Author: gotohell

Why are Asians so Smart? [Copy link] 中文

Rank: 8Rank: 8

Post time 2008-7-21 16:07:59 |Display all floors
Originally posted by buddy35 at 2008-7-21 15:20

Do you expect them to crawl under the rock they came from?


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Post time 2008-7-23 11:45:09 |Display all floors

Reply #860 buddy35's post

Nope, we'll shove you back under yours!

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Post time 2008-12-21 20:43:17 |Display all floors
Indian chess had Midas touch in circa 2008
21 Dec 2008



Indian chess players appeared to have the midas touch in circa 2008 as they bedazzled the world, digging gold almost everywhere on the planet.

The highlight of the year was of course Viswanathan Anand's brilliant defence of his World Championship title against Russia's Vladimir Kramnik in a 12-game match at Bonn, Germany.

Anand thumped Kramnik by a huge 6.5-4.5 margin, making the World Championship a lop-sided affair when it was supposed to be "a battle of nerves".

With this, the Indian ace became the first person to win the title in three different formats - knockout (2000), tournament (2007) and match-play (2008) - silencing his critics as he claimed place among the all time greats of the world.

Anand's juniors also followed his footprints as 19-year-old Abhijeet Gupta and 17-year-old Dronavalli Harika were crowned the Under-20 girls' and boys' world champions respectively in Gaziantep, Turkey. India became the first country to boast of two champions in the same edition.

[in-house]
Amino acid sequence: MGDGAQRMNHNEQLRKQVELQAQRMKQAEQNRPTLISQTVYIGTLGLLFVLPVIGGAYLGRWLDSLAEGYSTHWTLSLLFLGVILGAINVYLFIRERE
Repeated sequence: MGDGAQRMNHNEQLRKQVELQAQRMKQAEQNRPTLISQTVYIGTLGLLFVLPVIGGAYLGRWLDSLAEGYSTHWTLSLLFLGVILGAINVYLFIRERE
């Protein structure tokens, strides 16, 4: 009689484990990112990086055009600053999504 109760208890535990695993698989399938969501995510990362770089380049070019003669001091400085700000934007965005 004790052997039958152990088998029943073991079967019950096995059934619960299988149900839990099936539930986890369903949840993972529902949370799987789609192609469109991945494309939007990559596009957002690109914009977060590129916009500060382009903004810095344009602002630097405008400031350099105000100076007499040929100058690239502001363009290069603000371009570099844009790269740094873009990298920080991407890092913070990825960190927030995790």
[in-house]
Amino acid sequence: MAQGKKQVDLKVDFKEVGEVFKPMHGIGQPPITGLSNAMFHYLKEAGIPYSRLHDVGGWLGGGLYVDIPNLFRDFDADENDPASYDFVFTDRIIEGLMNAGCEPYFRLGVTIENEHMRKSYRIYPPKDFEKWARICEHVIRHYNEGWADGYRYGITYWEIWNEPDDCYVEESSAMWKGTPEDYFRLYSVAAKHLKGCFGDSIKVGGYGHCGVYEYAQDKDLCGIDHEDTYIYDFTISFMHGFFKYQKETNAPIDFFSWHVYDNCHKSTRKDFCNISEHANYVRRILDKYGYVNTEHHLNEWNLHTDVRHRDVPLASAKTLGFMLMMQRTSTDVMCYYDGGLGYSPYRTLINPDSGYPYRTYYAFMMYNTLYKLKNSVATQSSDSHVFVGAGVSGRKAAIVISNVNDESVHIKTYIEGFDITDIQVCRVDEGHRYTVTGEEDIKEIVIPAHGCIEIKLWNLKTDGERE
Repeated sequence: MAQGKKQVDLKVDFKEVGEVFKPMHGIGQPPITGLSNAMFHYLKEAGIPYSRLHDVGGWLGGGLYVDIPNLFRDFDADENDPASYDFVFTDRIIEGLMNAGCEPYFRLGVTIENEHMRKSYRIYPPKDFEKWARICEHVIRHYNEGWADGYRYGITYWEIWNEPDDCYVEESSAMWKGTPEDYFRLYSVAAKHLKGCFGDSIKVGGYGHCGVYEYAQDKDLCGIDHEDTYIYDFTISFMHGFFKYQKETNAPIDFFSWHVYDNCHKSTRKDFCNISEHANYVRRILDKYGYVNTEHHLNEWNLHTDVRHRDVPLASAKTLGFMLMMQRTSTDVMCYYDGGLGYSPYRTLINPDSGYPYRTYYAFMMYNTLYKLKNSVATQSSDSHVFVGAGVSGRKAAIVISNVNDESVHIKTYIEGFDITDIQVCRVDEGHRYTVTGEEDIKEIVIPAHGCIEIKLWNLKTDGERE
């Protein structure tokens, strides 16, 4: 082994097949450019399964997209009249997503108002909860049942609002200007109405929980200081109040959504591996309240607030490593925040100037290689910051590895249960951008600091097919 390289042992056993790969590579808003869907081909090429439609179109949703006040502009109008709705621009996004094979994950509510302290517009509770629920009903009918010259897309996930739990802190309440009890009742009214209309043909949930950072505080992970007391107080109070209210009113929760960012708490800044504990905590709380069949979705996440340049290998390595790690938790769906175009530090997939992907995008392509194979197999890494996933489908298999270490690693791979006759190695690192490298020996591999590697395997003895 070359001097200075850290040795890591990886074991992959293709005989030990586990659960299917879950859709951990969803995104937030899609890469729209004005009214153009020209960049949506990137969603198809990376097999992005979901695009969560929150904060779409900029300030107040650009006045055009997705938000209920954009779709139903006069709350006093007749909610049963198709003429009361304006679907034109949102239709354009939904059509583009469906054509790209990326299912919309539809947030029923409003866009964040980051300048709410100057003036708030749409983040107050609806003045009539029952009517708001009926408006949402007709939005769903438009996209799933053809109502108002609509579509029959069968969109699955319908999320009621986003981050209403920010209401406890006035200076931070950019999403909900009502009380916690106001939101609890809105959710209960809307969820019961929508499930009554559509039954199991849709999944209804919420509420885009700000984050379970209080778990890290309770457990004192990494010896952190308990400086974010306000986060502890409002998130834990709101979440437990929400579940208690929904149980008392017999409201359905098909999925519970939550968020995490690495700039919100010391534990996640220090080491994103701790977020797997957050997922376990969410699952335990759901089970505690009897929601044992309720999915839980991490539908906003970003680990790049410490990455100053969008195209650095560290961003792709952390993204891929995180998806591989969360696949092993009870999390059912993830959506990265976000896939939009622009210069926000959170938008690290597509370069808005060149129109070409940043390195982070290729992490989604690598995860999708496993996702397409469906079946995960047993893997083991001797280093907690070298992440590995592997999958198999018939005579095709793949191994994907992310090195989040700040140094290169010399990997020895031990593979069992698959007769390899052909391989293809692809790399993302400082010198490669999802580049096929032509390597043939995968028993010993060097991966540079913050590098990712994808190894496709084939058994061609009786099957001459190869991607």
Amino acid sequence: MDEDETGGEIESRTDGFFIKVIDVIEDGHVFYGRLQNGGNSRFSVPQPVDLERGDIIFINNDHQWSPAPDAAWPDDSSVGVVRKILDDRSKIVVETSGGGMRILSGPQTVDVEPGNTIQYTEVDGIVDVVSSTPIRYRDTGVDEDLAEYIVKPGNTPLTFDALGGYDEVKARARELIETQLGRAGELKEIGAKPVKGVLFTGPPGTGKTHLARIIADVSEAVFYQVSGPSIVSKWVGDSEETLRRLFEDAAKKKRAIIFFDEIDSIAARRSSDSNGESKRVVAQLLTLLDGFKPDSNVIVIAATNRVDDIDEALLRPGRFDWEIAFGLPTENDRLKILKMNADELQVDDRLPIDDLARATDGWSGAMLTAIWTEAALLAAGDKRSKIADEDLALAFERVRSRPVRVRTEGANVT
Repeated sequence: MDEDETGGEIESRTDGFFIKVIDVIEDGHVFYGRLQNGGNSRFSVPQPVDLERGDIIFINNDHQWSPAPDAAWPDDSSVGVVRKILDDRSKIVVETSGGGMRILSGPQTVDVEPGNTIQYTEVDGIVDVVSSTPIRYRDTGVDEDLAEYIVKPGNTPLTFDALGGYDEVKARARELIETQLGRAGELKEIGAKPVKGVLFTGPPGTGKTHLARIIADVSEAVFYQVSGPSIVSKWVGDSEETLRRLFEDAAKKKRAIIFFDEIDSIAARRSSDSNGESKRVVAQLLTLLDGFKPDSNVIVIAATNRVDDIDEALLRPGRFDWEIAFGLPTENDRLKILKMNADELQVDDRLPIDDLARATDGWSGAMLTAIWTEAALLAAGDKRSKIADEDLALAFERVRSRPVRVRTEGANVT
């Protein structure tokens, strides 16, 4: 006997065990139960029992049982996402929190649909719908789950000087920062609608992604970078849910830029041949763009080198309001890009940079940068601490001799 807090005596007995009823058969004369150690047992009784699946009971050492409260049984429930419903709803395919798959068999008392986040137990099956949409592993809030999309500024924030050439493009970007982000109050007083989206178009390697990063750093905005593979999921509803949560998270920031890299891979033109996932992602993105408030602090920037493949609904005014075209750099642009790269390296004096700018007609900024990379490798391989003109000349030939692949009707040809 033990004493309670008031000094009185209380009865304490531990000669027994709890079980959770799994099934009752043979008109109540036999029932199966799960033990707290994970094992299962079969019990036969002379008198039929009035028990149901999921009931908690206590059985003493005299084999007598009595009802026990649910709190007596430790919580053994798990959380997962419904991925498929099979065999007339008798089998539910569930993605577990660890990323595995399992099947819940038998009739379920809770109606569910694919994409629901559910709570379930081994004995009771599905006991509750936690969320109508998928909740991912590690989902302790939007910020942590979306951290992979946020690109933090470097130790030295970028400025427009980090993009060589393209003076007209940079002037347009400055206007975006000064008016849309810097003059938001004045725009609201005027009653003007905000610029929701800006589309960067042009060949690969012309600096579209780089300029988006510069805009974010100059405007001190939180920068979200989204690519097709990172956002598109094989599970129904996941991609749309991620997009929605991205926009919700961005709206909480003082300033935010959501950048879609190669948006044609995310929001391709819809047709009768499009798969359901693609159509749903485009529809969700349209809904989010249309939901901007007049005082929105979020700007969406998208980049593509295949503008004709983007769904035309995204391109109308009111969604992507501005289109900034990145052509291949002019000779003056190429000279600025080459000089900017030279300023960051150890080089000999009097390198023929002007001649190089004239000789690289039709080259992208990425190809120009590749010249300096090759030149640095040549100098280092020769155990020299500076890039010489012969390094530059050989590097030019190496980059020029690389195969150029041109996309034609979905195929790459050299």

Colts also made their presence felt in the world as Padmini Rout, Vidhit Gujrathi (both Under-14), B Adhiban (Under-16), and Sayatan Das (Under-12) reigned the world in the age-group categories in Vietnam, making it perhaps one of the best year for the country in the sport.

India finished with four gold, two silver and two bronze medals
in Vietnam.

Youngsters also fetched the Youth Olympiad Trophy for the second time on the trot and clinched the yellow metal in the Asian Junior championships in Goa through Mary Ann Gomes and Ashwin Jayaram.

The only world title missing from India's kitty was in women's division as Koneru Humpy, though starting as top seed and favourite, missed out on the glory in Nalchik, Russia.

India also flopped in Chess Olympiad in Dresden, Germany but it was not in the medal race anyway in the absence of Anand and Humpy in the team. Yet, the women's team had some consolation when Mary Ann Gomes fetched an individual silver at the Chess Olympiad.

India also struck gold in the World Blind Olympiad as Srikrishna Udupa from Karnataka won an individual medal in the event.

Anand, who moved out of the top-3 positions in the FIDE rankings after over a decade, also won the 13th Grenkeleasing Rapid World Championship and the Mainz title. Anand has won at the Mainze 11 times in it's 13 years of existence and the last nine times have been on the trot.

He also continued to reign at Morelia-Linares competition impressively defending his title by drawing the 14th and final round game with Veseline Topalov to finish with 8.5 points in this Category 21 Tournament.